Recognizing stale records requires reading the identity of each document and its time of modification in the MongoDB oplog. This oplog is a data structure available on MongoDB replica sets that’s intended for internal use in replication from primary to secondary nodes within the cluster. It very handily keeps a history of all inserts, updates, and deletes to the database in chronological order.
Replacing these documents efficiently means making sure they’re stored in as few files as possible, which is accomplished by grouping records by their Mongo ObjectIDs. Young documents tend to be modified more often than older ones, a fact we — and you — will want to take advantage of. Here we maintain an index that records the ObjectID ranges of each file and start a new file whenever that the newest bucket has greater-than-N documents.
8 Important Details of Our Implementation
The workflow of our implementation can be visualized as:
Here are the eight most critical details to understand in your own implementation:
1) The scripts used to read MongoDB data and create Parquet files are written in Python, and write the Parquet files using the pyarrow library. A word of warning here: we initially used a filter-and-append strategy to update Parquet files more quickly than with a full overwrite. However, pyarrow (8.9.0) support for reading is less mature than for writing, resulting in occasional data loss. We now avoid reading from Parquet files.
2) Parquet files are made of row groups, each of which faces a size limit. To solve this, we batch documents by size:
3) With pymongo, you’ll want to defer parsing by using RawBSONDocument — especially if you have multiple processes writing different Parquet files, as this keeps parsing from occurring in the serial part of your program. Bson.BSON allows you to selectively parse sub-documents, as so:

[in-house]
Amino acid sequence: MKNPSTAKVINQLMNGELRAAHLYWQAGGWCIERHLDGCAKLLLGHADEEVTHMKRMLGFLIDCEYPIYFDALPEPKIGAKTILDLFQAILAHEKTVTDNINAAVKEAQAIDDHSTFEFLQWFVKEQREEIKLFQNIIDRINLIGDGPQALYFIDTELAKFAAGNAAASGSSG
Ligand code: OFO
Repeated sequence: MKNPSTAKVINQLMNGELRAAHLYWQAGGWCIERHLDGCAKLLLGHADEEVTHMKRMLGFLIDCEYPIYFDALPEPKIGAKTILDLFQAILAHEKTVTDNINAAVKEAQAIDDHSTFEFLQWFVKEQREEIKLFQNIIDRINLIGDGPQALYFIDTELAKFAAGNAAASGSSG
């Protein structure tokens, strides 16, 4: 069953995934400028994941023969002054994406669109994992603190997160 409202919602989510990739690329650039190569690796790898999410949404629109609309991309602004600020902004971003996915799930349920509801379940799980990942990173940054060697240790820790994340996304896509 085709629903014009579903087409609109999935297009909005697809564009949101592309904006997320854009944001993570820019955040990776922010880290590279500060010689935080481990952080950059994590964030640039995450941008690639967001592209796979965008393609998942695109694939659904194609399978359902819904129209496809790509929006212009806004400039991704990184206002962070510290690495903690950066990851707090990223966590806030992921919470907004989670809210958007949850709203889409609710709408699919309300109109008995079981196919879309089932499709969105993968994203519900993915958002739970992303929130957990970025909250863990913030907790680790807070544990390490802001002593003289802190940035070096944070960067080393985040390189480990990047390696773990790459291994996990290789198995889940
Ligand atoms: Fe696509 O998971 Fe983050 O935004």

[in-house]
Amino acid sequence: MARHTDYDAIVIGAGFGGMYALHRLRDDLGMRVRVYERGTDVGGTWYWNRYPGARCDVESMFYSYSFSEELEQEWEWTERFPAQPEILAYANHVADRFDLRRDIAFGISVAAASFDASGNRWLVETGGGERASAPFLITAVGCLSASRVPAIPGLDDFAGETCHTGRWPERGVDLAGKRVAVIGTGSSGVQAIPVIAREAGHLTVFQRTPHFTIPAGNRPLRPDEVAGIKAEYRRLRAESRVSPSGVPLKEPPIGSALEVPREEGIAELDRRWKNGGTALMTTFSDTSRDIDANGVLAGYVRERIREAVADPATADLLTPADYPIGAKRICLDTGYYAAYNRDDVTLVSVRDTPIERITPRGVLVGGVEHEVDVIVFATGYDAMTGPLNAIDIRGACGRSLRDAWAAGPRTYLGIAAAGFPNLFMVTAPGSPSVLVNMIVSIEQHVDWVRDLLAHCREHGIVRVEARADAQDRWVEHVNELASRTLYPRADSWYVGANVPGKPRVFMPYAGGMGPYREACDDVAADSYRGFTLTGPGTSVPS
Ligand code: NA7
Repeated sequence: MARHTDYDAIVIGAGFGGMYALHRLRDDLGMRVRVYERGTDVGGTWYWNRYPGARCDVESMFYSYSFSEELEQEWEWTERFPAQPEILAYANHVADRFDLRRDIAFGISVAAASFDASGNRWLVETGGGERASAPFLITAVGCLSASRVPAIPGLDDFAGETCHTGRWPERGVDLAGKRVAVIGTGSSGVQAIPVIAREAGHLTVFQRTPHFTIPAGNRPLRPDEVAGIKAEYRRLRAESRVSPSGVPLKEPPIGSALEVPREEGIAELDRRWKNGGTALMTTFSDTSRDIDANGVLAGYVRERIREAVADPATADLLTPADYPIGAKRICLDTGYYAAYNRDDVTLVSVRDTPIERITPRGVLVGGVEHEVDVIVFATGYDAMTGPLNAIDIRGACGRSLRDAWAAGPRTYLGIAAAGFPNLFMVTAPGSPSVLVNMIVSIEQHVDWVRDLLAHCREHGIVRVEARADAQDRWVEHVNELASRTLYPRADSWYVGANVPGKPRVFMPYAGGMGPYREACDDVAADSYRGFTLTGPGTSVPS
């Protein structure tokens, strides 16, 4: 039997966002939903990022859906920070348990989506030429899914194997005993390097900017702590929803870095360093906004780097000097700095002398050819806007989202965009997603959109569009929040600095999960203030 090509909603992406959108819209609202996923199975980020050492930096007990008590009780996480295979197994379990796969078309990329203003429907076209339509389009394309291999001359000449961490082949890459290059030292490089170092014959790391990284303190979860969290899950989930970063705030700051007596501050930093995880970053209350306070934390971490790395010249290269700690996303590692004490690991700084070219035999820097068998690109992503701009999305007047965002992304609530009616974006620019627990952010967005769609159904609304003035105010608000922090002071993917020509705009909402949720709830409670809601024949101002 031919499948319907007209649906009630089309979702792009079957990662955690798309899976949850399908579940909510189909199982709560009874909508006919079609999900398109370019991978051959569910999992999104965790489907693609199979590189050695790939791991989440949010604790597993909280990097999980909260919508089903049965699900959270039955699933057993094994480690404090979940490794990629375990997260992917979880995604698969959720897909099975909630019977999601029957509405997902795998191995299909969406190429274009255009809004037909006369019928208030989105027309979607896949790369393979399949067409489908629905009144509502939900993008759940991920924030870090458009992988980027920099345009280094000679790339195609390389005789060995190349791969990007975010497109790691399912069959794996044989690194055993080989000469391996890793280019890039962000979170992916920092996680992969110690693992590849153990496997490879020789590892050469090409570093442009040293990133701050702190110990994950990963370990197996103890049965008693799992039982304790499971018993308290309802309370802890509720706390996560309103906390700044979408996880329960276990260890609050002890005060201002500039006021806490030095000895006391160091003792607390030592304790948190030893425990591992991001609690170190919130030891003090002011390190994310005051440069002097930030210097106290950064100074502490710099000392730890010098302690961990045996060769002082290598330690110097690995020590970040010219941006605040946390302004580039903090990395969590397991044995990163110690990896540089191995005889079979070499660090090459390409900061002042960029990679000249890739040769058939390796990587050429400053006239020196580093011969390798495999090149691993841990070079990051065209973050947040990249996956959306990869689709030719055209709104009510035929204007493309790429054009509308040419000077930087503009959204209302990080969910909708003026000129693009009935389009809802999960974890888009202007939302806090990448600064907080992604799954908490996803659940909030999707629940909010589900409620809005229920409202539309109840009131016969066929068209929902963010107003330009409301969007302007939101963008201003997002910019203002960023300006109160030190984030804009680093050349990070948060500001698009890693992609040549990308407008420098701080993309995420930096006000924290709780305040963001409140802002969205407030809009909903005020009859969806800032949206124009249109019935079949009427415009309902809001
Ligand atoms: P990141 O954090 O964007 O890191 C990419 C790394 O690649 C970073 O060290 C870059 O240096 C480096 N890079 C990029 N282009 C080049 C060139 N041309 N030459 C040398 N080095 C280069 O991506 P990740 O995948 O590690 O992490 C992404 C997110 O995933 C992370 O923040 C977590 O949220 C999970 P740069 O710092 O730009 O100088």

4) To make writing a new Parquet file all-or-nothing, use atomicwrites:
5) Be sure to extract explicitly enumerated fields, and follow through by putting the entire JSON in its own column in order to query fields not in the schema.
6) Apache Drill offers a convenient method for reading Parquet files locally using SQL (simply untar and run drill-embedded to get started).
7) Updated Parquet files need to be copied to S3, (using sync and not cp). EC2 must be used to avoid expensive bandwidth costs due to the constant copying of files from the server to S3. AWS offers cost-free traffic between EC2 and S3 in the same region. Once a file is copied to S3, use AWS Glue to discover schema from the files. Do so only when the schema changes; calling Glue does incur costs.
8) All the information needed to update Parquet files is in the oplog. In our implementation, we run a MongoDB instance on the same machine, and use the applyOps command on oplog entries read from the main cluster to maintain a one-node slave. If using this technique, do be sure to keep an eye on the possibility of MongoDB developers removing the docs for applyOps.
By utilizing the techniques described here, in your own implementation, you can strike a healthy balance between read and write performance in your database and really leverage a best-of-both-worlds solution.
Chiao-Lun Chen is a Machine Learning Engineer at Scale, a company that accelerates the development of AI by democratizing access to intelligent data.